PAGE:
First ultra-low emission dredger arrives in Belgium

Jan De Nul Group’s newest Trailing Suction Hopper Dredger Sanderus has arrived in Belgium to execute maintenance dredging works in the coastal ports. The dredger is an ULEv or Ultra-Low Emission vessel as it has a two-stage catalytic filter system on board.

The dredger Sanderus is Jan De Nul’s fourth ULEv that has been launched within the past year. The vessel was built in Singapore and left the shipyard in January after successful offshore tests. Another three vessels with the same technology and ultra-low emissions are under construction.

The Sanderus has now arrived in Belgium, where in the next two years, it will maintain the navigation depth in the marine access channels to the Flemish ports under the authority of the Flemish Government.

Catalyst and soot filter

Internal combustion engines without post-treatment emit air pollution affecting both climate and air quality. Air pollution and particulate matter damage our health and also have a direct impact on our living environment. The ULEvs are equipped with a catalyst that renders nitrogen oxides harmless and with a soot filter blocking the finest particles.

‘In a business-as-usual scenario, air pollution would be responsible for 8.8 million deaths a year, worldwide,’ says Mieke Fordeyn, Director of Jan De Nul Group’s International Division. ‘That is twice as many as what was assumed so far. Also shipping has a partial responsibility in this area. And even if the dredging industry accounts for only 0.1% of the total emission of global shipping traffic, we feel personally involved in this issue and regard it as one of our core missions to do something about it.’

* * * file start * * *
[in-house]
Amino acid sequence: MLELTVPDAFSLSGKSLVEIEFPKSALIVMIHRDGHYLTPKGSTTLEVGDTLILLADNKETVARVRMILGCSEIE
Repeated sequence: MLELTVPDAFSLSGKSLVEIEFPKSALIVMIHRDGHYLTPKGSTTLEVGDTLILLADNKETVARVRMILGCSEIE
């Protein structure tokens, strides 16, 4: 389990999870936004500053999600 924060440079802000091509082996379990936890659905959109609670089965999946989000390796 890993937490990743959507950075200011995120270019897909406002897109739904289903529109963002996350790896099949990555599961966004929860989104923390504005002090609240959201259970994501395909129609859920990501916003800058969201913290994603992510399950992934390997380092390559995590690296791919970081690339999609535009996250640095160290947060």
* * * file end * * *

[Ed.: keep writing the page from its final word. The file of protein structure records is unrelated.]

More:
Renewable fuel

For its maritime fleet, Jan De Nul Group plans to switch to 100 per cent renewable fuel, a certified sustainable substitute for fossil fuel made from waste flows. Since the end of 2019, the first Trailing Suction Hopper Dredger sails on 100 per cent biofuel. Jan De Nul Group is now considering this for other dredging vessels as well.

‘Such renewable fuel offers the huge advantage that engines must not be adapted so that the fuel can be used immediately,’ explains Michel Deruyck, Head of Energy at Jan De Nul Group. ‘As this solution makes use of biological waste flows as raw material, it is also beneficial to the circular economy. Research into fuels of the future is useful, but it should not prevent us from using sustainable solutions already available today for the much-needed energy transition within the shipping industry.’

Author: Mariska Buitendijk

Mariska Buitendijk is one of SWZ|Maritime's journalists as well as the magazine's copy editor.